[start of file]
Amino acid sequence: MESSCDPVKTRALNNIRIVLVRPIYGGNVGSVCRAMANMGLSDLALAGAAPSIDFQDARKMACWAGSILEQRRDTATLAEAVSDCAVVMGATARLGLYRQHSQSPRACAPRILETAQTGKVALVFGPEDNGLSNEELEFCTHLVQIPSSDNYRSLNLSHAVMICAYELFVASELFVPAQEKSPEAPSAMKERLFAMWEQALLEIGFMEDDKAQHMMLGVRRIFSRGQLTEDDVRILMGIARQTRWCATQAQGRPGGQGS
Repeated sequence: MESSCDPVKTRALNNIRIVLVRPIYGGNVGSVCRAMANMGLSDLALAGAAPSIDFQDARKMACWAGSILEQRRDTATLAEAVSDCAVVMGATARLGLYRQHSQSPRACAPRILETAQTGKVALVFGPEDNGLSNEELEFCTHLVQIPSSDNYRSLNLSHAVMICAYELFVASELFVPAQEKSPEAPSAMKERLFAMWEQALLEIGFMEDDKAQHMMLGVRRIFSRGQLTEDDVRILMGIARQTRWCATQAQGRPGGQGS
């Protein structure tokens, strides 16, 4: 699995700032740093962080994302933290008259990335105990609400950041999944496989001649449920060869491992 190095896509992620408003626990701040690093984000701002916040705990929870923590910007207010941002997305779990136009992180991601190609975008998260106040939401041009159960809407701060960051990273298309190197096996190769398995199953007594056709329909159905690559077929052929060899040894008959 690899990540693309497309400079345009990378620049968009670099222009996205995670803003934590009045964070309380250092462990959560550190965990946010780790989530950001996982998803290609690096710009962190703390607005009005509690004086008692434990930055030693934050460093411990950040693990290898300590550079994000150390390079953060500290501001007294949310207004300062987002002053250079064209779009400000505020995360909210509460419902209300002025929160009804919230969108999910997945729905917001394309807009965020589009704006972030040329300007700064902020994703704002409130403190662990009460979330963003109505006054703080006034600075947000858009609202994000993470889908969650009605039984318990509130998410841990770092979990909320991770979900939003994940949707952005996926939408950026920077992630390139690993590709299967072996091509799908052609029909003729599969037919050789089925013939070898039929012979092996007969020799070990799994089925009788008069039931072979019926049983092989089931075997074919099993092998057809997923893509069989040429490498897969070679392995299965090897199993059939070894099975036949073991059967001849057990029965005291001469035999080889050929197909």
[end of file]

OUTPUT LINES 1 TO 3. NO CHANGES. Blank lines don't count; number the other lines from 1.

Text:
Amino acid sequence: MESSCDPVKTRALNNIRIVLVRPIYGGNVGSVCRAMANMGLSDLALAGAAPSIDFQDARKMACWAGSILEQRRDTATLAEAVSDCAVVMGATARLGLYRQHSQSPRACAPRILETAQTGKVALVFGPEDNGLSNEELEFCTHLVQIPSSDNYRSLNLSHAVMICAYELFVASELFVPAQEKSPEAPSAMKERLFAMWEQALLEIGFMEDDKAQHMMLGVRRIFSRGQLTEDDVRILMGIARQTRWCATQAQGRPGGQGS
Repeated sequence: MESSCDPVKTRALNNIRIVLVRPIYGGNVGSVCRAMANMGLSDLALAGAAPSIDFQDARKMACWAGSILEQRRDTATLAEAVSDCAVVMGATARLGLYRQHSQSPRACAPRILETAQTGKVALVFGPEDNGLSNEELEFCTHLVQIPSSDNYRSLNLSHAVMICAYELFVASELFVPAQEKSPEAPSAMKERLFAMWEQALLEIGFMEDDKAQHMMLGVRRIFSRGQLTEDDVRILMGIARQTRWCATQAQGRPGGQGS
């Protein structure tokens, strides 16, 4: 699995700032740093962080994302933290008259990335105990609400950041999944496989001649449920060869491992 190095896509992620408003626990701040690093984000701002916040705990929870923590910007207010941002997305779990136009992180991601190609975008998260106040939401041009159960809407701060960051990273298309190197096996190769398995199953007594056709329909159905690559077929052929060899040894008959 690899990540693309497309400079345009990378620049968009670099222009996205995670803003934590009045964070309380250092462990959560550190965990946010780790989530950001996982998803290609690096710009962190703390607005009005509690004086008692434990930055030693934050460093411990950040693990290898300590550079994000150390390079953060500290501001007294949310207004300062987002002053250079064209779009400000505020995360909210509460419902209300002025929160009804919230969108999910997945729905917001394309807009965020589009704006972030040329300007700064902020994703704002409130403190662990009460979330963003109505006054703080006034600075947000858009609202994000993470889908969650009605039984318990509130998410841990770092979990909320991770979900939003994940949707952005996926939408950026920077992630390139690993590709299967072996091509799908052609029909003729599969037919050789089925013939070898039929012979092996007969020799070990799994089925009788008069039931072979019926049983092989089931075997074919099993092998057809997923893509069989040429490498897969070679392995299965090897199993059939070894099975036949073991059967001849057990029965005291001469035999080889050929197909």